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Flight 911 Mount Fuji Crash, 1966...

Item # 220017

March 06, 1966


* BOAC Flight 911 Mount Fuji Japan Airliner Crash

This 50+ page newspaper has a two line, four column headline on the front page: "Crash of Airliner Nationwide Shock" with subheads that include: "Tragedy in Japan Strikes Many Homes, Costs Lives of Civic Leaders, Honeymooners" and more with realted photo. Other news of the day throughout. Minor margin wear, otherwise in good condition.

Background Information: BOAC Flight 911 was a round-the-world flight operated by British Overseas Airways Corporation. A Boeing 707 (registration G-APFE) operating as flight 911 crashed near Mount Fuji while flying the Tokyo-Hong Kong segment on March 5, 1966.
Possibly with the intention of shortening the flying time to Hong Kong, the captain of the flight elected not to follow the usual southbound departure from Tokyo toward the island of Izu Oshima. Instead, he followed a more direct westbound route, passing over Mount Fuji.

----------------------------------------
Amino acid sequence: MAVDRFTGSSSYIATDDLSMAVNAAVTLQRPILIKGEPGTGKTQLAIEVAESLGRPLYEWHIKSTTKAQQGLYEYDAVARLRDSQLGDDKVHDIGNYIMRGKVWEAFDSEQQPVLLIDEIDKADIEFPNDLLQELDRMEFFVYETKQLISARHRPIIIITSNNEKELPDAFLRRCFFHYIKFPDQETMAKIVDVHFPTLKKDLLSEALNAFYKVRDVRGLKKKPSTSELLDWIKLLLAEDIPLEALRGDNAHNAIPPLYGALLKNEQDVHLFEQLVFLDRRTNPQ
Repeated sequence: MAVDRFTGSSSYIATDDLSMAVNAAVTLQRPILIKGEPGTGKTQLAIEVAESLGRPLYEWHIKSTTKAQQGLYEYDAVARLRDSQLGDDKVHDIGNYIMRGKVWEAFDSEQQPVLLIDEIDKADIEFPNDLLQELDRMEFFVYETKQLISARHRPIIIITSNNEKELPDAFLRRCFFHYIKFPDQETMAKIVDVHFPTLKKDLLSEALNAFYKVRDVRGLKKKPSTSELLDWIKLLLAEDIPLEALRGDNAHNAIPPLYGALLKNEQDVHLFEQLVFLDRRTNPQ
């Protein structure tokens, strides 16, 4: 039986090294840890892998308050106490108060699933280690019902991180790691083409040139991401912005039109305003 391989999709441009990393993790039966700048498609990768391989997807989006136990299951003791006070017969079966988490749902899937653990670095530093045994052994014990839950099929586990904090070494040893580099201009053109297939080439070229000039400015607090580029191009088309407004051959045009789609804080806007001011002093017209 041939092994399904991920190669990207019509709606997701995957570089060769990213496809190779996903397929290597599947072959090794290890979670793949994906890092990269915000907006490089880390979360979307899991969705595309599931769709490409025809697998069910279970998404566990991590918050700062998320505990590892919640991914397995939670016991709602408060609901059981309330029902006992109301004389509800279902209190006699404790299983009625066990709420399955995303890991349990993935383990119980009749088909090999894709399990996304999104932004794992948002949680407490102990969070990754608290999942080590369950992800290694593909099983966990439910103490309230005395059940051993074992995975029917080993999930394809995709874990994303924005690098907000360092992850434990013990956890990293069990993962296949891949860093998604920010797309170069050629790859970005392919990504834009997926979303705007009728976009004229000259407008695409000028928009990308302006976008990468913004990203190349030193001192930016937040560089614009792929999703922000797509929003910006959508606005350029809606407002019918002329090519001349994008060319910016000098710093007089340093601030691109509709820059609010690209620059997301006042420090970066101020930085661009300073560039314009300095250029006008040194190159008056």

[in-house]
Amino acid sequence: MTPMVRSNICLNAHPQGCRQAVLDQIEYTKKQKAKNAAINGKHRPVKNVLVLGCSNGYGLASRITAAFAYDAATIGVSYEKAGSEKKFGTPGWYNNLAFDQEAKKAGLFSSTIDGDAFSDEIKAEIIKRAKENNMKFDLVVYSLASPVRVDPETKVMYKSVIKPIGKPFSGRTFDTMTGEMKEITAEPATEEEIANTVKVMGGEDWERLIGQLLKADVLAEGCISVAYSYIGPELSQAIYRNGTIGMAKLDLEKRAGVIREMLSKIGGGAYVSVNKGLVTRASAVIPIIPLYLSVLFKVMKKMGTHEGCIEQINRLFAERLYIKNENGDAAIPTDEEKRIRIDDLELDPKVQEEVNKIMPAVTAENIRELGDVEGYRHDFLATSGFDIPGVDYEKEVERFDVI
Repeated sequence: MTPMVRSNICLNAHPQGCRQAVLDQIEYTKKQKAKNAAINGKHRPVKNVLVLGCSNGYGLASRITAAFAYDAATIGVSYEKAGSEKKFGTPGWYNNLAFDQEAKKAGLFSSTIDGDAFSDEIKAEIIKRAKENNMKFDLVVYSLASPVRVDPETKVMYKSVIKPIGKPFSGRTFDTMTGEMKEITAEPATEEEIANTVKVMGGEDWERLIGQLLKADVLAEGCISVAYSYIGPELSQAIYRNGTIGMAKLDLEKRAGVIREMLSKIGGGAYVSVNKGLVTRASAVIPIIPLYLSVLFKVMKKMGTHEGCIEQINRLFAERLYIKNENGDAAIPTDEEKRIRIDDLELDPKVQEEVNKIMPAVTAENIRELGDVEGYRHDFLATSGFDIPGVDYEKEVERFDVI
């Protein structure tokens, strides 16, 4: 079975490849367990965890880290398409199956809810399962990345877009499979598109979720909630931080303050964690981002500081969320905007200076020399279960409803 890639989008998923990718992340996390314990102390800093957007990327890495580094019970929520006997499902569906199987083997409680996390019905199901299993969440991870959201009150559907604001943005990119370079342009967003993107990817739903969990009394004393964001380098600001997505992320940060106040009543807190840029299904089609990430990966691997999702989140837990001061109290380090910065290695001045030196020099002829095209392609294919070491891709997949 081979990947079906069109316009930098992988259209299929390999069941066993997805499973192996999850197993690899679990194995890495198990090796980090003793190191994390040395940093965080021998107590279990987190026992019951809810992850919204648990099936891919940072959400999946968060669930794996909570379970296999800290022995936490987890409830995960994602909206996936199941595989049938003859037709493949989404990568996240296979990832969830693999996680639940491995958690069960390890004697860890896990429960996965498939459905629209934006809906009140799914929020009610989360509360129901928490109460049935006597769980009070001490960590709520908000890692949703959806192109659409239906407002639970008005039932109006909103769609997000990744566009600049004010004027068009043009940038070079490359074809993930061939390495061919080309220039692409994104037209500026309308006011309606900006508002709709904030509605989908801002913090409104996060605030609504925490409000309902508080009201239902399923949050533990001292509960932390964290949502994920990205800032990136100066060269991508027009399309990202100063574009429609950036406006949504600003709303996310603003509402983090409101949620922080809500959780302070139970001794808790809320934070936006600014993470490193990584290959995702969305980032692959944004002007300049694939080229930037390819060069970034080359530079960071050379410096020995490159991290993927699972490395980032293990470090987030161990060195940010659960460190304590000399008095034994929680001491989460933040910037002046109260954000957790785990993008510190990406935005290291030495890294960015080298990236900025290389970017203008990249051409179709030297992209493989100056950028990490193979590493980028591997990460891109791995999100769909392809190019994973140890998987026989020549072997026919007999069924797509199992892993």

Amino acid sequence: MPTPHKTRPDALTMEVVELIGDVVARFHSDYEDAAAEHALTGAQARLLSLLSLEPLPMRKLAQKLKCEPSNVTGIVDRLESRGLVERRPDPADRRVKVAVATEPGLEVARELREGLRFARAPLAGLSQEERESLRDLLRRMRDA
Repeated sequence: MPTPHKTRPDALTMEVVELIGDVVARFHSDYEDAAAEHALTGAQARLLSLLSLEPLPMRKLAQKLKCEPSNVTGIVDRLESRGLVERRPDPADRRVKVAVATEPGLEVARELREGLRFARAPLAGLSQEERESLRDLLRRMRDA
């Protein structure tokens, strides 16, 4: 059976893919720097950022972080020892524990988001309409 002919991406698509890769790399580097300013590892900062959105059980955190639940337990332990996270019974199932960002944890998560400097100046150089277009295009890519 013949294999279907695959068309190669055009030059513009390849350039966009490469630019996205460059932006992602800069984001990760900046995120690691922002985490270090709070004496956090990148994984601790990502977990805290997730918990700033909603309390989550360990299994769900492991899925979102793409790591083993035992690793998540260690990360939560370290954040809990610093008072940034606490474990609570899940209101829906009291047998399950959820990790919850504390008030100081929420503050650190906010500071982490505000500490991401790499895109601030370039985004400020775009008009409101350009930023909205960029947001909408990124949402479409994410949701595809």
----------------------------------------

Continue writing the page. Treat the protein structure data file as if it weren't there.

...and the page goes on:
Around 2:15 PM, the aircraft encountered a burst of mountainside turbulence which was strong enough to cause the aircraft to break up in midair. The aircraft fell to the ground in the city of Gotenba.

All 113 passengers and 11 crew members were killed in the disaster, including a group of 75 Americans on a group tour of Japan and Southeast Asia. The crash was photographed by Japan Self-Defense Forces personnel at the nearby Fuji Training Base, and 8-millimeter film taken by one of the passengers also survived the crash.
Several passengers decided to cancel their tickets at the last moment in order to see a ninja demonstration. These passengers, Cubby Broccoli, Harry Saltzman, Ken Adams, Lewis Gilbert and Freddie Young, were in Japan scouting locations for the fifth James Bond film, You Only Live Twice.

It was one of five fatal commercial aircraft disasters in Japan in 1966, occurring the day after Canadian Pacific Airlines flight 402 crashed and burned upon landing at Tokyo International Airport. source: wikipedia

Category: The 20th Century